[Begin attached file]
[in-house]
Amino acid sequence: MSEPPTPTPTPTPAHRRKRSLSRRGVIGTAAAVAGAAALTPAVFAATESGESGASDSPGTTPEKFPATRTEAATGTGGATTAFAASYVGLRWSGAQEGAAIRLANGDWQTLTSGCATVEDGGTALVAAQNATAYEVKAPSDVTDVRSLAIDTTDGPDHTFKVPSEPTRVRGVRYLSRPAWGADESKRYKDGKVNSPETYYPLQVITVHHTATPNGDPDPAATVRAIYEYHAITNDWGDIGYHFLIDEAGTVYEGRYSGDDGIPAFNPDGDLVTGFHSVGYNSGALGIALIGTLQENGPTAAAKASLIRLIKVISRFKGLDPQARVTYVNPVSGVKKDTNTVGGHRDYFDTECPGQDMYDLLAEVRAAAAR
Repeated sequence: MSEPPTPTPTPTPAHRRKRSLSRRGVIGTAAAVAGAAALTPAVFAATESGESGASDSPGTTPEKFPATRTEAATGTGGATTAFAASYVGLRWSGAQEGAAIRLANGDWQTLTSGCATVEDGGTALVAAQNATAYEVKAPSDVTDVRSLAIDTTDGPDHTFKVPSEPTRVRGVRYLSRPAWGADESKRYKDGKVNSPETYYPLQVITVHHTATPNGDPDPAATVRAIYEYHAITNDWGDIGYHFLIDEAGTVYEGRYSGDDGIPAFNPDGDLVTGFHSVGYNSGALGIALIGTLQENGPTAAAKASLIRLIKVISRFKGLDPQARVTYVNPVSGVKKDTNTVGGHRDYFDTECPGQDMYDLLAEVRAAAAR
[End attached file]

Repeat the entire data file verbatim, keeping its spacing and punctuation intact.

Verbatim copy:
[in-house]
Amino acid sequence: MSEPPTPTPTPTPAHRRKRSLSRRGVIGTAAAVAGAAALTPAVFAATESGESGASDSPGTTPEKFPATRTEAATGTGGATTAFAASYVGLRWSGAQEGAAIRLANGDWQTLTSGCATVEDGGTALVAAQNATAYEVKAPSDVTDVRSLAIDTTDGPDHTFKVPSEPTRVRGVRYLSRPAWGADESKRYKDGKVNSPETYYPLQVITVHHTATPNGDPDPAATVRAIYEYHAITNDWGDIGYHFLIDEAGTVYEGRYSGDDGIPAFNPDGDLVTGFHSVGYNSGALGIALIGTLQENGPTAAAKASLIRLIKVISRFKGLDPQARVTYVNPVSGVKKDTNTVGGHRDYFDTECPGQDMYDLLAEVRAAAAR
Repeated sequence: MSEPPTPTPTPTPAHRRKRSLSRRGVIGTAAAVAGAAALTPAVFAATESGESGASDSPGTTPEKFPATRTEAATGTGGATTAFAASYVGLRWSGAQEGAAIRLANGDWQTLTSGCATVEDGGTALVAAQNATAYEVKAPSDVTDVRSLAIDTTDGPDHTFKVPSEPTRVRGVRYLSRPAWGADESKRYKDGKVNSPETYYPLQVITVHHTATPNGDPDPAATVRAIYEYHAITNDWGDIGYHFLIDEAGTVYEGRYSGDDGIPAFNPDGDLVTGFHSVGYNSGALGIALIGTLQENGPTAAAKASLIRLIKVISRFKGLDPQARVTYVNPVSGVKKDTNTVGGHRDYFDTECPGQDMYDLLAEVRAAAAR